• Merrimack Valley Middle School students do "the wave" during an assembly to honor Faith Greene, who was named the Middle School Special Educator of the Year; Monday, April 1, 2013.<br/><br/>(ALEXANDER COHN / Monitor staff)

Just before 2 p.m. yesterday, Merrimack Valley Middle School teacher Faith Greene was making what she thought was a trip to the gymnasium’s supply closet to find new classroom equipment. But as she got closer to the gym doors, she started to hear commotion.

When she turned the corner and walked in, she was greeted by raucous cheers from students, teachers and her family members. The reason for the celebration: Greene has been named Middle School Special Educator of the year, an award that she will officially receive this June at the New Hampshire Excellence in Education Awards.

“When people are asked to explain why they think Mrs. Greene is a great teacher, they hesitate, not because they can’t think of anything to say, but because they don’t know where to begin. She has so many talents she brings to her job,” Principal Pat Severance said.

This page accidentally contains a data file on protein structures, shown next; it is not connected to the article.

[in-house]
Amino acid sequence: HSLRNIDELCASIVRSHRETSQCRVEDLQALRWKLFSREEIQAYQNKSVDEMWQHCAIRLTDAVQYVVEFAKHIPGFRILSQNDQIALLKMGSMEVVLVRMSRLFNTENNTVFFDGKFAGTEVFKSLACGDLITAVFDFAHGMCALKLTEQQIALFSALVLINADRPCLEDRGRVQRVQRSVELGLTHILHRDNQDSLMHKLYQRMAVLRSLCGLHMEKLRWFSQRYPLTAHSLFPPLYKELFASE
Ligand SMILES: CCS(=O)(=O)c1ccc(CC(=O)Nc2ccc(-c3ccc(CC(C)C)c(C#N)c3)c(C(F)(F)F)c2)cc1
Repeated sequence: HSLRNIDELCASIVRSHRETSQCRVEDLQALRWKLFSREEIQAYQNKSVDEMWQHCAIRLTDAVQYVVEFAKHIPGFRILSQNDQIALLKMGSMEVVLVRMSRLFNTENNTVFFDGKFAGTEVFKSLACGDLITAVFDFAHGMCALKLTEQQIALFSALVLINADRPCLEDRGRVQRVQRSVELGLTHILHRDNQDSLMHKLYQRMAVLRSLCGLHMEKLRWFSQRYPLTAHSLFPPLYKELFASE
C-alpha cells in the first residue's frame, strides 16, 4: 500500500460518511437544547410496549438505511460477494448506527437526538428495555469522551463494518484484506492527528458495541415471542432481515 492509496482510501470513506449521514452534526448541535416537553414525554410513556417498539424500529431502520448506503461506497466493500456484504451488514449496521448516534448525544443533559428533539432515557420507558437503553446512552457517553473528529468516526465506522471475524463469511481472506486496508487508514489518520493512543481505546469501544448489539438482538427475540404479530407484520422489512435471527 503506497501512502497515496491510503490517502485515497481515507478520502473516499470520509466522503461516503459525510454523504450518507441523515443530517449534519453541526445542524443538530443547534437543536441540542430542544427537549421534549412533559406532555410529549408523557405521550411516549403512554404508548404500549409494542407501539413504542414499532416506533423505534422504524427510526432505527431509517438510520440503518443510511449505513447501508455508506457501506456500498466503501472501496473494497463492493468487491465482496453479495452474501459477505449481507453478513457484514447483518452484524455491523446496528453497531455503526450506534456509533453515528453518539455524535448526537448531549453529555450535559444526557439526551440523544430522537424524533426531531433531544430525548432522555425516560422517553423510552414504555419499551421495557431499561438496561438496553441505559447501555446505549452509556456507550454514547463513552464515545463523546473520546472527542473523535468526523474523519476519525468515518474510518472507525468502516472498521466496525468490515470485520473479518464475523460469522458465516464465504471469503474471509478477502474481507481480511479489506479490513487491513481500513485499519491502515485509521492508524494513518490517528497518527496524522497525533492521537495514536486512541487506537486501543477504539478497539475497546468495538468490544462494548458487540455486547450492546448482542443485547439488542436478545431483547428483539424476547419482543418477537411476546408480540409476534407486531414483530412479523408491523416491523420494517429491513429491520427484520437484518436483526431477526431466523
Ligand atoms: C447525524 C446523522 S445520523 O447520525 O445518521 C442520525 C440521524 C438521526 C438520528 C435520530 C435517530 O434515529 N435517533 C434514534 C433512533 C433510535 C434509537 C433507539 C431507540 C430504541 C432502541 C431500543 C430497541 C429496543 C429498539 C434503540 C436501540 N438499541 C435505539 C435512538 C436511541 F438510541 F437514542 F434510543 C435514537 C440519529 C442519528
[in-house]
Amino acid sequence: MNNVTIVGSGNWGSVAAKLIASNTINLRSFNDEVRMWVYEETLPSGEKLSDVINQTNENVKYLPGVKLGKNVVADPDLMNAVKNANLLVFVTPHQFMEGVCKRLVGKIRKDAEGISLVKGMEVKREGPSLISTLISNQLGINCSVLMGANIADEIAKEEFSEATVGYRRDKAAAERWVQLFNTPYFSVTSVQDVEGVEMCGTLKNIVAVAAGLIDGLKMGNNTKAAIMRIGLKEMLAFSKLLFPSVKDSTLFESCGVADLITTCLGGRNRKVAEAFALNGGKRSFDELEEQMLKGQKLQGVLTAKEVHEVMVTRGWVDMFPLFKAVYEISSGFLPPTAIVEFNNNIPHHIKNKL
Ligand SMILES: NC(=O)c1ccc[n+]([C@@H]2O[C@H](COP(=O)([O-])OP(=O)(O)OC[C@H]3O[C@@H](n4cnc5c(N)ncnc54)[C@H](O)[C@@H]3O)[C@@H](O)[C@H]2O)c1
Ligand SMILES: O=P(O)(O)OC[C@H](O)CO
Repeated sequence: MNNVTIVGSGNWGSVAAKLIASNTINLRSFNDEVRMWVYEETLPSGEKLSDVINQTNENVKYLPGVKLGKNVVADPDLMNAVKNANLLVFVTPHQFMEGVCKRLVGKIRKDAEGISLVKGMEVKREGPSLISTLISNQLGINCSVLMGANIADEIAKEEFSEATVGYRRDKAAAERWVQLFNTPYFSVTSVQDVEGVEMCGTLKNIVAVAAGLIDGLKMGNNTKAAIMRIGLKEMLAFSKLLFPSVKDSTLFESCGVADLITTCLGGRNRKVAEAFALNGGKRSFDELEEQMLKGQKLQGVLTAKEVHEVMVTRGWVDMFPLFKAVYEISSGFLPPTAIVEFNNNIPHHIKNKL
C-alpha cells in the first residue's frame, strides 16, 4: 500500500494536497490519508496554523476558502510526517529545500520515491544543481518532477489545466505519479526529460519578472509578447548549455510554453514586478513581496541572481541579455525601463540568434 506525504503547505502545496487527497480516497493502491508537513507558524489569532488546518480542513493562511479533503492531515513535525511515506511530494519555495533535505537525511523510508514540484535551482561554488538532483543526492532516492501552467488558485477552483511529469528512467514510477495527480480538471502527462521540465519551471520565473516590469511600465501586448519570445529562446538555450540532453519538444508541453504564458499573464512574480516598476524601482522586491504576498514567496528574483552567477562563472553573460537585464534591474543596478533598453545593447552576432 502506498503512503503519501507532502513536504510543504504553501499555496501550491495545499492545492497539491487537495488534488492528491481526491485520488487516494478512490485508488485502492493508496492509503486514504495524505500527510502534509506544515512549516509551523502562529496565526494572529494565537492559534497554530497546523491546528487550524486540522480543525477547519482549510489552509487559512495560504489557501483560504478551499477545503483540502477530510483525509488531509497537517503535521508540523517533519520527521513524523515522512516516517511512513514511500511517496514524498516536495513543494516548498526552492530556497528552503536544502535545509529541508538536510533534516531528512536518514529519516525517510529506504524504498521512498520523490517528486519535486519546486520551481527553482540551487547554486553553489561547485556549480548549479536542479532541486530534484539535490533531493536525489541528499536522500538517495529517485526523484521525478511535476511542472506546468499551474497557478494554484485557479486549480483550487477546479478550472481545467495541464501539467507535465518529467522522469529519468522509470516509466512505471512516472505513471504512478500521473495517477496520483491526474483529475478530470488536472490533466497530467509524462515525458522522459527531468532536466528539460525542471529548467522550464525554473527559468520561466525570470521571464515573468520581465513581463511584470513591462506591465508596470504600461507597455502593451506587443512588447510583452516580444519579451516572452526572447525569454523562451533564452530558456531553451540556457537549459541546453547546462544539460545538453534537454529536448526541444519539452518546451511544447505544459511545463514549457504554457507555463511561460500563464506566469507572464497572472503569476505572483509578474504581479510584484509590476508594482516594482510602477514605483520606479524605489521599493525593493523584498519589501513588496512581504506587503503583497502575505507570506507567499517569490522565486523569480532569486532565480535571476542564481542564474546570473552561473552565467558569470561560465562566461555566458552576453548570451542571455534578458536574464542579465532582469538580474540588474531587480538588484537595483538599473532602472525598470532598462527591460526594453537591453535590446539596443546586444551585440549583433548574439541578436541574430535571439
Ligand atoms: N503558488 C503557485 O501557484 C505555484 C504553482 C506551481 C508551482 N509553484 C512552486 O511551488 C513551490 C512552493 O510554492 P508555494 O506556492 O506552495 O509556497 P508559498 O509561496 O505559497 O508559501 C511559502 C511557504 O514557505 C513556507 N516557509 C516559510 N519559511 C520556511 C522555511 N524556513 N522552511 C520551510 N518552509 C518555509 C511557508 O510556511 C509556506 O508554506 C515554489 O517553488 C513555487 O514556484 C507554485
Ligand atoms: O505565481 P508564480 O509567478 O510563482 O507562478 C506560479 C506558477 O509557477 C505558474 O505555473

Greene, of Concord, has been teaching special education for 16 years, with that time spent at Merrimack Valley and Rundlett Middle School. This year, she has eight special education students in her classroom who have a variety of complex physical and mental needs. The state chapter of the Council for Exceptional Children gives out the award each year. A kindergarten teacher from the Merrimack School District is also receiving a Special Educator award this year. Both she and Greene were so qualified that it was impossible to pick just one winner, said Lois Stevens, the group’s past president.